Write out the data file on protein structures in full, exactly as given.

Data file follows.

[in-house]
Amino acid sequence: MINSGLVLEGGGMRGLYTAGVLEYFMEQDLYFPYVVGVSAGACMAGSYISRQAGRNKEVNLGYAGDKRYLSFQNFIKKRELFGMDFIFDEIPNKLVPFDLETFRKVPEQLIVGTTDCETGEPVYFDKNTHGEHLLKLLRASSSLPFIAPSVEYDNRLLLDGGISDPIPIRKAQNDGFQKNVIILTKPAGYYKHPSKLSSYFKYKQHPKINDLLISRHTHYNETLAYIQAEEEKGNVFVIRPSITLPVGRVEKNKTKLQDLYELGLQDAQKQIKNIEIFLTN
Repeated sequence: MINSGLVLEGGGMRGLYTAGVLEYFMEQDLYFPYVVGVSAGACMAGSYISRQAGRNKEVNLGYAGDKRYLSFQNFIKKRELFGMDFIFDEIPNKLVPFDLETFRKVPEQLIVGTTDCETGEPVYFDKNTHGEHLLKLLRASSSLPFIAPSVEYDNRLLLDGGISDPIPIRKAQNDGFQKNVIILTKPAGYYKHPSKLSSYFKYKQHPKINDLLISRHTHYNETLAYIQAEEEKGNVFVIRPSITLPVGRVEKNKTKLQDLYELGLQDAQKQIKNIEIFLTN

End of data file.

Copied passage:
[in-house]
Amino acid sequence: MINSGLVLEGGGMRGLYTAGVLEYFMEQDLYFPYVVGVSAGACMAGSYISRQAGRNKEVNLGYAGDKRYLSFQNFIKKRELFGMDFIFDEIPNKLVPFDLETFRKVPEQLIVGTTDCETGEPVYFDKNTHGEHLLKLLRASSSLPFIAPSVEYDNRLLLDGGISDPIPIRKAQNDGFQKNVIILTKPAGYYKHPSKLSSYFKYKQHPKINDLLISRHTHYNETLAYIQAEEEKGNVFVIRPSITLPVGRVEKNKTKLQDLYELGLQDAQKQIKNIEIFLTN
Repeated sequence: MINSGLVLEGGGMRGLYTAGVLEYFMEQDLYFPYVVGVSAGACMAGSYISRQAGRNKEVNLGYAGDKRYLSFQNFIKKRELFGMDFIFDEIPNKLVPFDLETFRKVPEQLIVGTTDCETGEPVYFDKNTHGEHLLKLLRASSSLPFIAPSVEYDNRLLLDGGISDPIPIRKAQNDGFQKNVIILTKPAGYYKHPSKLSSYFKYKQHPKINDLLISRHTHYNETLAYIQAEEEKGNVFVIRPSITLPVGRVEKNKTKLQDLYELGLQDAQKQIKNIEIFLTN